A higher view provides essential perspective and insight. In this case what you can see is the foundation for the creation of the United States, when land surveyors created the footprint for an emerging nation.
Photographing disaster before it happens is difficult, but more valuable than waiting until it has become news. UG99, a kind of wheat stem rust devastating wheat crops in the Middle East, is just such a case.
The Atlas for the End of the World from University of Pennsylvania landscape architect Richard Weller and crew is both provocative and profound. In its compendium of 44 maps the Atlas lays out much of what afflicts the world environment today – and gives hope of finding a path forward.
Peter Essick is one of the masters of envionmental photography, having tackled many difficult issues for National Geogaphic stories. He argues that there is a growing awareness that biological systems in our contemporary world are being negatively harmed by rapid human development. This human-altered world is now being called called the Anthropocene, a reference to a geologic age where man has taken control of the Earth’s biosphere.
Many fields of photojournalism have well-worn paths showing you where to go, with signposts that clearly identify stories and valued subjects. Environmental photography does not. Here Dennis lays out a possible course: "As you get your bearings on the landscape of environmental photography, learn to look for signs that guide you towards ideas. Like navigating landscapes, creating a trail that leads to ideas that produce photographs is about finding your bearings, seeking and recognizing signs you come across, and learning to understand meaning in the signs you discover."
Photographer Jacob Bkaer asked, "You said something to the effect of "Everyone is paying attention to the rapids when they should be paying attention to the [river.] I am extremely interested in photographing the slower processes of the planet and its people, however I'm not sure how to find those stories?"
Jim ponders what is effective in environmental photography? What will actually work? What can you photograph, or instance, that will result in the survival of elephants? More elephant pictures? Maybe, but we’ve seen a lot of pictures of elephants already. Has that worked to save elephants? Perhaps, some. How about hard hitting documentaries about elephant poaching, especially if it results in increased funding for anti-poaching enforcement? Better, but maybe not enough – still. Jim argues that the question of actual effectiveness often gets lost when it should be at the forefront of our thinking.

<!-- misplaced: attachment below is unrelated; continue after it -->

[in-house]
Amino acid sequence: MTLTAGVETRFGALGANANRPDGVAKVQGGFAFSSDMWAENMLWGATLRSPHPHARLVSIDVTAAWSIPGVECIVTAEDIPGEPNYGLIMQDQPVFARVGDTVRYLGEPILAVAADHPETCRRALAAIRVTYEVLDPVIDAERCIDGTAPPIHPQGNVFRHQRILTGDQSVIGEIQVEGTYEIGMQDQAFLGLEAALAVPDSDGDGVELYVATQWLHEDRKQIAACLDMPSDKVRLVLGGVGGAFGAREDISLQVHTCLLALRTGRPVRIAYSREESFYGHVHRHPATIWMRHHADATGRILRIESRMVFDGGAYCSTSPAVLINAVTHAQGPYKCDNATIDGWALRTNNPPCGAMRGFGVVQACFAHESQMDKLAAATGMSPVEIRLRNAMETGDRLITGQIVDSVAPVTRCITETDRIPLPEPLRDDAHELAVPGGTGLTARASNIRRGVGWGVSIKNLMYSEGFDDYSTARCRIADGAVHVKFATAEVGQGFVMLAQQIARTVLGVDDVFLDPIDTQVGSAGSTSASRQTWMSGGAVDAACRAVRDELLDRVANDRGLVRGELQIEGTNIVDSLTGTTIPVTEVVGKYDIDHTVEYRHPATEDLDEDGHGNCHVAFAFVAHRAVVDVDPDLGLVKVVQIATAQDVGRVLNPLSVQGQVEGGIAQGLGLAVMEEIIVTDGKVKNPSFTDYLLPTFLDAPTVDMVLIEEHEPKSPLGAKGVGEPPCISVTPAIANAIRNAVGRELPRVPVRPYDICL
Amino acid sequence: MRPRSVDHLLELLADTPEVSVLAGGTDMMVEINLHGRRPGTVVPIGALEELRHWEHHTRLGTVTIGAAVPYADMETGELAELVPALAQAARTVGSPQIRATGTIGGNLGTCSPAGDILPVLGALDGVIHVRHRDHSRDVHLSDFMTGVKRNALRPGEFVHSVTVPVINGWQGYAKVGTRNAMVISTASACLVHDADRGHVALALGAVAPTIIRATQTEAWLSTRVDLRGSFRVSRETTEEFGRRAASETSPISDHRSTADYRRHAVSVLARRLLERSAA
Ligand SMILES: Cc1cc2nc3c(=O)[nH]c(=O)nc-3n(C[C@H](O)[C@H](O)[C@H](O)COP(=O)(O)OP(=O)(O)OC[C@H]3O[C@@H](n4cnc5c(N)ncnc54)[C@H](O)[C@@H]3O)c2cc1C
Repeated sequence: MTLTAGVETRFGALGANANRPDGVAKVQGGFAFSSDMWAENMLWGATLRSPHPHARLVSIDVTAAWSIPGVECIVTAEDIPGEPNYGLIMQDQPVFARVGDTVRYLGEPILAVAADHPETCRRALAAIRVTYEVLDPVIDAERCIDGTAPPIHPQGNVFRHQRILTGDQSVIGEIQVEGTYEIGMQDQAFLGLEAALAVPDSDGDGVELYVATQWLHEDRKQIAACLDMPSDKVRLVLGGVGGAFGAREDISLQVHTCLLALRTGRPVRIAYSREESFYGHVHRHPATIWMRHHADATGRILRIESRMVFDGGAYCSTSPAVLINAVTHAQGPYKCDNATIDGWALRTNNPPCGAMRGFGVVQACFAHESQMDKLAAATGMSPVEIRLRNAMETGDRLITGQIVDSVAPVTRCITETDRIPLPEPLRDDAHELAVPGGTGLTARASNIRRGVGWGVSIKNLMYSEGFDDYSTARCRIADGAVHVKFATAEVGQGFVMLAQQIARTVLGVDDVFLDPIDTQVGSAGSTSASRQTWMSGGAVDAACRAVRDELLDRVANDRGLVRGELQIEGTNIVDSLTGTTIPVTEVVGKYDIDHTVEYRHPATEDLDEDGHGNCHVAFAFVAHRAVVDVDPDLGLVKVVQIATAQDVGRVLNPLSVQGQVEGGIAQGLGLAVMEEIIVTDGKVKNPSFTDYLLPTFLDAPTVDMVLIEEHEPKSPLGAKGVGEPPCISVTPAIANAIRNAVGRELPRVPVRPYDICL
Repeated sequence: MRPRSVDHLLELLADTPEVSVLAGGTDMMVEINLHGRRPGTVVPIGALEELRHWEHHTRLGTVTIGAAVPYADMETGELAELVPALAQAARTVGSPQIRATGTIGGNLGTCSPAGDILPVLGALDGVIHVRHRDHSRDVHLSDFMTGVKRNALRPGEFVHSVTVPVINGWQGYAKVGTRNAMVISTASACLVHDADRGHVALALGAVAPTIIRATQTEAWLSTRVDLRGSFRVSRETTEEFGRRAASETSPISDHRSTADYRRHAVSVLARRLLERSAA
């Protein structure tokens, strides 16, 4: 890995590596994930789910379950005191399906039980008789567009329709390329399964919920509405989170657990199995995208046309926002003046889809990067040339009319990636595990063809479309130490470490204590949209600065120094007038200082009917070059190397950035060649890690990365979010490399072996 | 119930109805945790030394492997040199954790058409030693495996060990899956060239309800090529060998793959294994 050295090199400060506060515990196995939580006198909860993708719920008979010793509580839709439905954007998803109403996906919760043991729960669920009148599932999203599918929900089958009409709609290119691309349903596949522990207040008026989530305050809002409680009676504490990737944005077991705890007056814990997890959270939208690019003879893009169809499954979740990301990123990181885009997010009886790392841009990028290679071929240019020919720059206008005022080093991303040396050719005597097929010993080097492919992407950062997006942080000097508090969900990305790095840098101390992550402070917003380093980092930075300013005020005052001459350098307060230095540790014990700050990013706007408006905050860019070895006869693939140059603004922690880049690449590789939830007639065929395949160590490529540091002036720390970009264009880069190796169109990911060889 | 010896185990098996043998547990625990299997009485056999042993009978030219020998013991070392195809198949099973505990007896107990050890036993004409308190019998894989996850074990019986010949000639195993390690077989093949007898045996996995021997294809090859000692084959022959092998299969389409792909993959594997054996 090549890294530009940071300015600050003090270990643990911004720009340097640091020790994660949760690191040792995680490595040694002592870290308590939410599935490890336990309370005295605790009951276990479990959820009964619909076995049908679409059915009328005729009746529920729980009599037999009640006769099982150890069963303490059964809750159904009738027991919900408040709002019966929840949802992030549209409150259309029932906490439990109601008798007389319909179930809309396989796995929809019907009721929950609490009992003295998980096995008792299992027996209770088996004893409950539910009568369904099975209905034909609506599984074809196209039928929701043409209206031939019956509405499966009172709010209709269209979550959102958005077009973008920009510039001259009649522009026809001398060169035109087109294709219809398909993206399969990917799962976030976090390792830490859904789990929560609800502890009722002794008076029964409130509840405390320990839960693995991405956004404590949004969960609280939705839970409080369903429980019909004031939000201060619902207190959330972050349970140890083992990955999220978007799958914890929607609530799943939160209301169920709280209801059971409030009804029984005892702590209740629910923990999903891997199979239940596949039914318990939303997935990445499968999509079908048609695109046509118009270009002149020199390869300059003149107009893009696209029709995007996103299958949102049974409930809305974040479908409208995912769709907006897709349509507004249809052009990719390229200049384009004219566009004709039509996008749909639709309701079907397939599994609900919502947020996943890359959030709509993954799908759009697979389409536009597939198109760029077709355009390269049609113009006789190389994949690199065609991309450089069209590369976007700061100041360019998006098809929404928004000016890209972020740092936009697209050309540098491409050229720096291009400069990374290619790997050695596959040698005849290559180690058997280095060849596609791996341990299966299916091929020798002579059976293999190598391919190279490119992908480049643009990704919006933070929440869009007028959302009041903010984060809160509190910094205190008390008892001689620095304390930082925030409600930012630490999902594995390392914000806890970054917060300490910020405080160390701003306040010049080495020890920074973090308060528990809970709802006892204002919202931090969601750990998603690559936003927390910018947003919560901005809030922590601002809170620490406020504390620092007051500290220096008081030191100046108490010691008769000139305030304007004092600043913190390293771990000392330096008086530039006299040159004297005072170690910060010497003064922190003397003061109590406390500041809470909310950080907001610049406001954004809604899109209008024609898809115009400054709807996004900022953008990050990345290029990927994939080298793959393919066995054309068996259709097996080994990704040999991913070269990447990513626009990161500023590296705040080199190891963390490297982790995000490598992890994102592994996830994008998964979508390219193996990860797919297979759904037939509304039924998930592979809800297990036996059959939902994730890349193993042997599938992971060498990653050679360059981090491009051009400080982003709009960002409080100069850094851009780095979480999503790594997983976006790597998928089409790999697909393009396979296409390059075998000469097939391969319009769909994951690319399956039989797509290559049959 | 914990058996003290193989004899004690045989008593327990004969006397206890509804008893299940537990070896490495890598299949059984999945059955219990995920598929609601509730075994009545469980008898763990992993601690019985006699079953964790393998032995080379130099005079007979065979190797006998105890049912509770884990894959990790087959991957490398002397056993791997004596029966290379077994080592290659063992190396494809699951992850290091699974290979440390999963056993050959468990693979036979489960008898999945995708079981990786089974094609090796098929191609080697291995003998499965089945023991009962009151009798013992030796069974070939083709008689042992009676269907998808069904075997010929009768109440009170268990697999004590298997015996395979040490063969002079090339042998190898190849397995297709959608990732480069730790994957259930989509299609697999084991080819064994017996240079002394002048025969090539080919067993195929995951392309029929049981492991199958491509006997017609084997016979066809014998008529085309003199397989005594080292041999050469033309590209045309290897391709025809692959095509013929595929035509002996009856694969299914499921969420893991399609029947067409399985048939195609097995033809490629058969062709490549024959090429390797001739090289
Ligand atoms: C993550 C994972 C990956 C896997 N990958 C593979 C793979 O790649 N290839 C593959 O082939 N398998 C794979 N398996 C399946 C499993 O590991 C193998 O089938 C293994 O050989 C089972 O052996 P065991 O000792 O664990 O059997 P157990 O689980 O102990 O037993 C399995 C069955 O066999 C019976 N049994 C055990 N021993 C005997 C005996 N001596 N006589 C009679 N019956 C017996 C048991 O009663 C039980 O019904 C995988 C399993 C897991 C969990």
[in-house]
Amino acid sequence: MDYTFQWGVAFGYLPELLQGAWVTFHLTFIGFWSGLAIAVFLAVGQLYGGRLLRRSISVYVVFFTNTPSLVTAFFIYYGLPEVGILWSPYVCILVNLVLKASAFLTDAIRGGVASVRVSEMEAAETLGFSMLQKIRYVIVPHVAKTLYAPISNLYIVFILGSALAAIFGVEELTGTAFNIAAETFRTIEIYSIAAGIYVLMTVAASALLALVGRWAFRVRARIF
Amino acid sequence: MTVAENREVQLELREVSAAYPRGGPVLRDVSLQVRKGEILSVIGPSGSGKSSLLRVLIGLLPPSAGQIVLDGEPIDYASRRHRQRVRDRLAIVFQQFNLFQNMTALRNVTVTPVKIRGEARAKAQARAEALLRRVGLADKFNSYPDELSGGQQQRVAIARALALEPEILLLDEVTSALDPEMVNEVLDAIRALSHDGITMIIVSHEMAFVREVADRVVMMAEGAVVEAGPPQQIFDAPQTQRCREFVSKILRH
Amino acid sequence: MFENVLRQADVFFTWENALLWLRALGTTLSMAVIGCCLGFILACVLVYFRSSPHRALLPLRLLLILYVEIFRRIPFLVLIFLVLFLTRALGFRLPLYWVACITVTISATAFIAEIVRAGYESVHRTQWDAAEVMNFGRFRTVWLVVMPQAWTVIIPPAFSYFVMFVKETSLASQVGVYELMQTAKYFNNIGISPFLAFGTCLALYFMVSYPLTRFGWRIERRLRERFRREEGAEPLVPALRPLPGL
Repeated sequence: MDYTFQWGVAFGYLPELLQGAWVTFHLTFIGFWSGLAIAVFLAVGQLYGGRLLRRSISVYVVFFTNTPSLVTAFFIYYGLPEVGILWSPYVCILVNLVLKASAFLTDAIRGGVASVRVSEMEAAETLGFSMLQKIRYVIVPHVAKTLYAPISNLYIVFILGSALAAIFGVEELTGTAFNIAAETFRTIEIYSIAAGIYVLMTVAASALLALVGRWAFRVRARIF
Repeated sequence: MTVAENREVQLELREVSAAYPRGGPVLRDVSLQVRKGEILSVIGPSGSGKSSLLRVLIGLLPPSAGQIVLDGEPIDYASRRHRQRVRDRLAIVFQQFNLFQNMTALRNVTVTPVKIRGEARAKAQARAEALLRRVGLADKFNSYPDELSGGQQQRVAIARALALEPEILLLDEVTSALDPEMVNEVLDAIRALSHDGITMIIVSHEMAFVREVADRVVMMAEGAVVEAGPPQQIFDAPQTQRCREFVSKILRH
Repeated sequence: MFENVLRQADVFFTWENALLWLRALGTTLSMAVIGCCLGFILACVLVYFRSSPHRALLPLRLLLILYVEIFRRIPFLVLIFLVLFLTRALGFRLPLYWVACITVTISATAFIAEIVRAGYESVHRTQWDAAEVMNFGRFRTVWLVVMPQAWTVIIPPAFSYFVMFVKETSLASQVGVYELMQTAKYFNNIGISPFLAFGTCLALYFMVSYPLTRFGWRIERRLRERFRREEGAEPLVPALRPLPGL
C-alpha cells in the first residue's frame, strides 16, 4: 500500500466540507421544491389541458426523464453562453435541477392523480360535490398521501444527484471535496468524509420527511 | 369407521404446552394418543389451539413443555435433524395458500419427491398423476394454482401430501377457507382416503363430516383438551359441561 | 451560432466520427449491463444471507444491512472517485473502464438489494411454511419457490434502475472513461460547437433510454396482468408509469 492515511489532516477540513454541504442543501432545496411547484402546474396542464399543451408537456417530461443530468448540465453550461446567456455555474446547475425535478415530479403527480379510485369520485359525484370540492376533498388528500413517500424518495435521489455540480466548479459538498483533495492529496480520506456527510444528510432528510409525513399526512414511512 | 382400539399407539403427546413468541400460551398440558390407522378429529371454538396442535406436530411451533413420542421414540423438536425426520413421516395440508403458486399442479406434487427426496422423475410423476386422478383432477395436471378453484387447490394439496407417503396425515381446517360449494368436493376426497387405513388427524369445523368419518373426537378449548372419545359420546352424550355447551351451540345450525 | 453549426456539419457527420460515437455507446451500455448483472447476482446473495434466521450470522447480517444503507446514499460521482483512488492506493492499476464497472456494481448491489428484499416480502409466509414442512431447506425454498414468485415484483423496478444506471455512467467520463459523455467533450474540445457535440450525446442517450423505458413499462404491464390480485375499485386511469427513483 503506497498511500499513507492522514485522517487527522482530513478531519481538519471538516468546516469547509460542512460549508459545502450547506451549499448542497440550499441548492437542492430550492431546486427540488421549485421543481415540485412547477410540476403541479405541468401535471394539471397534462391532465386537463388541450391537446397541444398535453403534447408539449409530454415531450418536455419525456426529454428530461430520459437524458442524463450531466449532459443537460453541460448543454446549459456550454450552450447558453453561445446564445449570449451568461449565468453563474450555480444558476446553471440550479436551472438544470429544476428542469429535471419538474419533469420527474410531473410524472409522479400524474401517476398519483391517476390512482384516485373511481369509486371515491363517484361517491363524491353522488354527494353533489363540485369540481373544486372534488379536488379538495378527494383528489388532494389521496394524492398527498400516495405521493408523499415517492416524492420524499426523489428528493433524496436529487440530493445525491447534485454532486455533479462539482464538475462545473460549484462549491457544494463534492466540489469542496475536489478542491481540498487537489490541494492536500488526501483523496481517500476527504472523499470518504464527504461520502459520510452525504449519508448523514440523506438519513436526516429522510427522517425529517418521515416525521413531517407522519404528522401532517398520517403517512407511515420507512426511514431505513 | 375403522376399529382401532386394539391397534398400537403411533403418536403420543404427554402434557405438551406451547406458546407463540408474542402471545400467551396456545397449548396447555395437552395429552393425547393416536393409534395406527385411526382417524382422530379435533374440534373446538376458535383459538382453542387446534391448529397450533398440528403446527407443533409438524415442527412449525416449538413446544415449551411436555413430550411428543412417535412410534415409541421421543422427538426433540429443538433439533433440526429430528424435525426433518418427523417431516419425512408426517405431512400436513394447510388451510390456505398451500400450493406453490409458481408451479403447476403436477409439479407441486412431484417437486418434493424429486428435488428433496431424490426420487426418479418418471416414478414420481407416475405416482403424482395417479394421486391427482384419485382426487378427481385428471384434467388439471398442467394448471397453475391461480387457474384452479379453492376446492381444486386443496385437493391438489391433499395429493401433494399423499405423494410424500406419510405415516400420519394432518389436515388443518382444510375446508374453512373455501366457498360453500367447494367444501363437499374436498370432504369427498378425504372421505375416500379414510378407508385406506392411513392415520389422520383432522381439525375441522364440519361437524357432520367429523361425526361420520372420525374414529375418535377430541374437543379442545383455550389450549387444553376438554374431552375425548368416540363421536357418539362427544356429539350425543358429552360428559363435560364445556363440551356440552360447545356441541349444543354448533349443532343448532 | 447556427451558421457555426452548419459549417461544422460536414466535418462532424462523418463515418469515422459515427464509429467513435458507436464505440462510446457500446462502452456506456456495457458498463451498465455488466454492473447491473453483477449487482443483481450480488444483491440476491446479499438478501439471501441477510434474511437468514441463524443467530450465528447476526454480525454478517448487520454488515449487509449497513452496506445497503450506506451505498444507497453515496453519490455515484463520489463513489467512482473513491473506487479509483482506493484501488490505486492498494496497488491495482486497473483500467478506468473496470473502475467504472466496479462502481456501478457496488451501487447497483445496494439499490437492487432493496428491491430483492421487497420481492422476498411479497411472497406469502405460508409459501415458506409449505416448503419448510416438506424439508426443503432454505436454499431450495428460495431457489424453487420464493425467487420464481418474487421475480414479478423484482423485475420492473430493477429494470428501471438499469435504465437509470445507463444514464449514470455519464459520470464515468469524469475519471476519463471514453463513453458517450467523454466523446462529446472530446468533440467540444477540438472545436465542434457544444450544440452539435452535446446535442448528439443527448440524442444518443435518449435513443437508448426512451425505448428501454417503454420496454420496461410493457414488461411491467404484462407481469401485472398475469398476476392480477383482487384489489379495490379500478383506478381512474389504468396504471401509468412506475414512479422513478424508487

When it comes to environmental coverage, Jim wishes the underlying causes would get more attention than the hot news stories of the day. He puts it this way: "Sometimes we pay too much attention to the rapids when we should be paying attention to the river. The rapids are interesting, but the river is important."
It is an era in history when humanity has become the dominant force on earth. Enduring impacts of our expanding enterprise have become visible and measurable worldwide. Earth’s landscapes, ecosystems, ice, rivers, oceans, and atmosphere have all been affected. As a result, scientists have proposed a new geologic epoch called The Anthropocene to mark this impact.
As an environmental photographer I have often found that certain books have served as my blueprints and roadmaps. Without doubt The Hidden Life of Trees is one of them. This a wonderful read, and I enjoyed it immensely. I’ll echo what I read from one reviewer, "The Hidden Life of Trees” is an amazing book presenting trees as sentient, purposeful beings living in dynamic relationship with each other.”
Starting an environmental documentary photo project can be daunting. There are many possible paths to follow and even more questions to be answered. A recent query to Eyes on Earth from Sofia Jaramillo is a good example. She wrote to Dennis after having met him at the Missouri Photo Workshop. Here is their exchange, with Jim’s response added, too.
A regular feature of my life is getting an email query from a student interested in photography who has been given an assignment to make contact with a working professional and ask them some questions. Sometimes these are questions I've heard before (How did you get started?) but others are more unique and probing. Whichever they are, they reflect common questions shared by many young photographers curious about the possibility of making their passion for photography in to a career. So from time to time I'll post some of these questions and my answers.